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Living With Disabilities


Me and Brandon
We Don't Look Sick

When you are young, you tend to believe that you are indestructible.   Everything is laid out before you…the world is your oyster.  For many, it can turn out that way.  For many others, it certainly does not.

When I was 37…I had a job, a husband, a home, a child, a life.  When I was 38, I lost a lot of that.  In 1996, I started having trouble walking.  My feet hurt me almost constantly.  I went to see my doctor, thinking it was my feet complaining about my weight.  He examined me, asked me a bunch of questions, then sent me home with some anti inflammatory medicine.   A few weeks later, it had gotten worse.  It progressed upwards to my knees.  By that time, I was having trouble getting up in the morning and going to work.  I was in extreme pain every day.  I went back to my doctor and he proceeded to send me to a rheumatologist.   I was asked a series of questions, had a series of blood tests done and was poked and prodded.  The next day, the specialist called me to come back in to his office.  He sat me down and proceeded to tell me I had rheumatoid arthritis, aka RA.  I did not totally understand the ramifications of what he had told me.  I knew it was some sort of joint problem, but I had no idea at all of the directions the disease could take and what it would mean to my life.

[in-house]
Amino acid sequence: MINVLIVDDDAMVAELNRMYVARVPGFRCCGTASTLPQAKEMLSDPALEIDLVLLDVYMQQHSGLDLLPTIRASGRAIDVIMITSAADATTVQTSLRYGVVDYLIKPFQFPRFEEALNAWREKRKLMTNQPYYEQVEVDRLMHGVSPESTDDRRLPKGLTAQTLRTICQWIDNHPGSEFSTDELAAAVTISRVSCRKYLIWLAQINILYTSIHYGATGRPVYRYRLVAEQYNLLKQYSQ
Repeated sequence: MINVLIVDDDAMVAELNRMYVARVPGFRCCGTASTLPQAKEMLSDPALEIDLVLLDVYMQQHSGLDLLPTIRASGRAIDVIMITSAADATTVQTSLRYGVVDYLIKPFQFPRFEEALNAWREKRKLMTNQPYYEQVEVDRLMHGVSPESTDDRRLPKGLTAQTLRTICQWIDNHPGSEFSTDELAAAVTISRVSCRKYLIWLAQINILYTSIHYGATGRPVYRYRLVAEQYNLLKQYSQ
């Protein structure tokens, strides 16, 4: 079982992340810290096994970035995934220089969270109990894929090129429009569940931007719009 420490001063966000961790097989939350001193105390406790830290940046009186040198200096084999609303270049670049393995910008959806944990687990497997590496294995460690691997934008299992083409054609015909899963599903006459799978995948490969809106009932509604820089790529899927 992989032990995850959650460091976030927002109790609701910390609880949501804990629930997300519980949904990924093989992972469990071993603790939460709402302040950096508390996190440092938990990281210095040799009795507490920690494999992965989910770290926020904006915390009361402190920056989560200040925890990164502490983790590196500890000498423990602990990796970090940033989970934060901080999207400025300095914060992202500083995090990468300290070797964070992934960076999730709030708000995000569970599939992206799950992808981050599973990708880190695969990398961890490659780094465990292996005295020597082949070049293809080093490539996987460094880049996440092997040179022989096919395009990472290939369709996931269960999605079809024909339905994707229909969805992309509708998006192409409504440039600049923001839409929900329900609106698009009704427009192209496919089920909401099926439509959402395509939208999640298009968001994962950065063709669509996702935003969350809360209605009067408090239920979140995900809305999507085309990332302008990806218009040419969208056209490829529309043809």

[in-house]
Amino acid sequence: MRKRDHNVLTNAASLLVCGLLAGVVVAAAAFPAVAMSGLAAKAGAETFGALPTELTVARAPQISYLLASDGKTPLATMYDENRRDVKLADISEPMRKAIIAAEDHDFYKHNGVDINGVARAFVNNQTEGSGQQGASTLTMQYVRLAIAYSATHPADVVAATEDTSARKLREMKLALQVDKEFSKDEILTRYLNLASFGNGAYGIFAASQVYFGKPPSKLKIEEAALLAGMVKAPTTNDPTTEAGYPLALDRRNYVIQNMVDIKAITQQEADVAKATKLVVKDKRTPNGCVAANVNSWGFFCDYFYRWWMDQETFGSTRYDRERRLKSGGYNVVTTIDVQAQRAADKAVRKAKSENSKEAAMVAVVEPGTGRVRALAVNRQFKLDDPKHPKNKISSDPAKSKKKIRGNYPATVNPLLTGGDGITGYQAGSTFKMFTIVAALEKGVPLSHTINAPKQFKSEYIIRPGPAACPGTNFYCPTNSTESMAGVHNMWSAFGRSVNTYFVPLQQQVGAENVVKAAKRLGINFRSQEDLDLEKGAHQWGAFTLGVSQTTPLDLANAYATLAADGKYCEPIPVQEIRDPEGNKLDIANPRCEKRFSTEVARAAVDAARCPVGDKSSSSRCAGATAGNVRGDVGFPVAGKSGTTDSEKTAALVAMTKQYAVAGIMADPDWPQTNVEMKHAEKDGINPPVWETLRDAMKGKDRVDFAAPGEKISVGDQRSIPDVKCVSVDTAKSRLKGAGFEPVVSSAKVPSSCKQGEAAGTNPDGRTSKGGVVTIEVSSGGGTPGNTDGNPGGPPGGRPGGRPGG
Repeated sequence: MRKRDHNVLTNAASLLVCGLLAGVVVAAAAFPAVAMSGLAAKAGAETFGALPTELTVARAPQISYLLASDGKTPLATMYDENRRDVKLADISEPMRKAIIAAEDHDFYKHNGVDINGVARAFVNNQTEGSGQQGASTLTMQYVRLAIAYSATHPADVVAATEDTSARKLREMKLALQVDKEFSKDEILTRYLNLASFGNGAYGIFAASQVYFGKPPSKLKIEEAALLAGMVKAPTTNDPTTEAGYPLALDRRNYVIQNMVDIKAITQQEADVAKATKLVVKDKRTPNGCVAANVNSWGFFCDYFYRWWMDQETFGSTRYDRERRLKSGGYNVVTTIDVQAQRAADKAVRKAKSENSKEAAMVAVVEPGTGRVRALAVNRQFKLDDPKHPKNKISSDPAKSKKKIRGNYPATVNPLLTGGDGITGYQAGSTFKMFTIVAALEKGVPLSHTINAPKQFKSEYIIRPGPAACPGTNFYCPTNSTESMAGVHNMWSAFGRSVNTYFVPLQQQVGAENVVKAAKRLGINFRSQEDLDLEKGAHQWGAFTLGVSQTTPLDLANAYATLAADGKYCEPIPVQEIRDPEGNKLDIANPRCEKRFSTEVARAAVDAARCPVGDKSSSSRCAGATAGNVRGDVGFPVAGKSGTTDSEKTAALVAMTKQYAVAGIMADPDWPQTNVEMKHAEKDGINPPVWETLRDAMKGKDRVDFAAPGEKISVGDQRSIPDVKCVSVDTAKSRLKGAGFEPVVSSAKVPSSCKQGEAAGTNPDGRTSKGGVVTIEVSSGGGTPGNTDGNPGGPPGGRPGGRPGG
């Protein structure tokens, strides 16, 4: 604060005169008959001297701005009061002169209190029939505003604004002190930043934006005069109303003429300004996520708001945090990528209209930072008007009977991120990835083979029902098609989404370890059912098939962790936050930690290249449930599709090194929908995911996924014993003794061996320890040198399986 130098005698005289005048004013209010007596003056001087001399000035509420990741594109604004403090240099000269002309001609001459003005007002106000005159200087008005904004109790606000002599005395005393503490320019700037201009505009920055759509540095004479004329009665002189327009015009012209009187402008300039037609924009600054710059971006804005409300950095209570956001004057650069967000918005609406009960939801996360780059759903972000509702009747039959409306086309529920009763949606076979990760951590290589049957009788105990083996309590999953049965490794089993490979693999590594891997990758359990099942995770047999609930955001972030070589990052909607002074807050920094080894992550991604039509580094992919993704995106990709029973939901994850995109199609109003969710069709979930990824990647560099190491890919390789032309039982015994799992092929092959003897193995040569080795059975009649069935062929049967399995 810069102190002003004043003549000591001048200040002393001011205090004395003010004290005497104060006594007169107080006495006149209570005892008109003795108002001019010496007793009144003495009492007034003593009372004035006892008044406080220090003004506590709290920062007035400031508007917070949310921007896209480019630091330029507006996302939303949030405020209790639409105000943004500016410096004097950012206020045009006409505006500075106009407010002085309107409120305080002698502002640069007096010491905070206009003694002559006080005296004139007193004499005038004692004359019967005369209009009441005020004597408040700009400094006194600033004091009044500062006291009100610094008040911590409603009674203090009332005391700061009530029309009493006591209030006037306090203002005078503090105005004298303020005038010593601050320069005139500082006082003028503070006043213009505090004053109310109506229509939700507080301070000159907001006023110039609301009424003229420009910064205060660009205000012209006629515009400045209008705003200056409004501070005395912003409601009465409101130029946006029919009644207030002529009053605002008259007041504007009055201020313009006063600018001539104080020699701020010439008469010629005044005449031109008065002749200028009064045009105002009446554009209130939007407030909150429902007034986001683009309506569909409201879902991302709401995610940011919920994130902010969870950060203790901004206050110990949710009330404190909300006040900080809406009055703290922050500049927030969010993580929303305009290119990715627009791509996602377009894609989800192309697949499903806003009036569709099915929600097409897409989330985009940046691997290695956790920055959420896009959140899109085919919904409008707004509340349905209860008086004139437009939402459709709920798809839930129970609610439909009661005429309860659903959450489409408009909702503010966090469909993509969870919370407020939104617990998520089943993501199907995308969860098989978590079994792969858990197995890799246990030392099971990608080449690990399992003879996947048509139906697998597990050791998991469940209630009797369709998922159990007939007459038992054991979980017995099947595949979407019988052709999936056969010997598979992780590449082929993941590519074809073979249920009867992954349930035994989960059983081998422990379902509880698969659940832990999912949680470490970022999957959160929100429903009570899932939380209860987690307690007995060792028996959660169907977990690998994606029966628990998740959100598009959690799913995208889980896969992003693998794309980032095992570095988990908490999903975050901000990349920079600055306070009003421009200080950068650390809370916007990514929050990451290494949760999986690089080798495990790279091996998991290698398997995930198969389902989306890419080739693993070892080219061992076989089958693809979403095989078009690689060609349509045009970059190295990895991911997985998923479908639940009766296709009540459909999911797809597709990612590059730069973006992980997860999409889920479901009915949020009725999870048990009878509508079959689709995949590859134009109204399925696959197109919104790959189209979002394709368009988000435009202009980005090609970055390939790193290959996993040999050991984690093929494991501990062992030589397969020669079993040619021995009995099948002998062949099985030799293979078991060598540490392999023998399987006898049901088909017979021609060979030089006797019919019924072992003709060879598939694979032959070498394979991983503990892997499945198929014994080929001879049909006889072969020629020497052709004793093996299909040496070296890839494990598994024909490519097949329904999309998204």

In three months, the disease had me bed-ridden.  I had to stop working and go out on long-term disability.  I could hardly walk unassisted.  I required either a wheel chair or canes/walkers.  I was in intense, miserable physical pain every day.  My joints swelled in every part of my body.  My knees got so much fluid on them, they looked like basket balls and had to be drained every so often.  I lost the ability to cook, clean and keep my home.  I lost the ability to have fun with my hobbies.  I lost the ability to play with my son.  I lost the ability to have hope.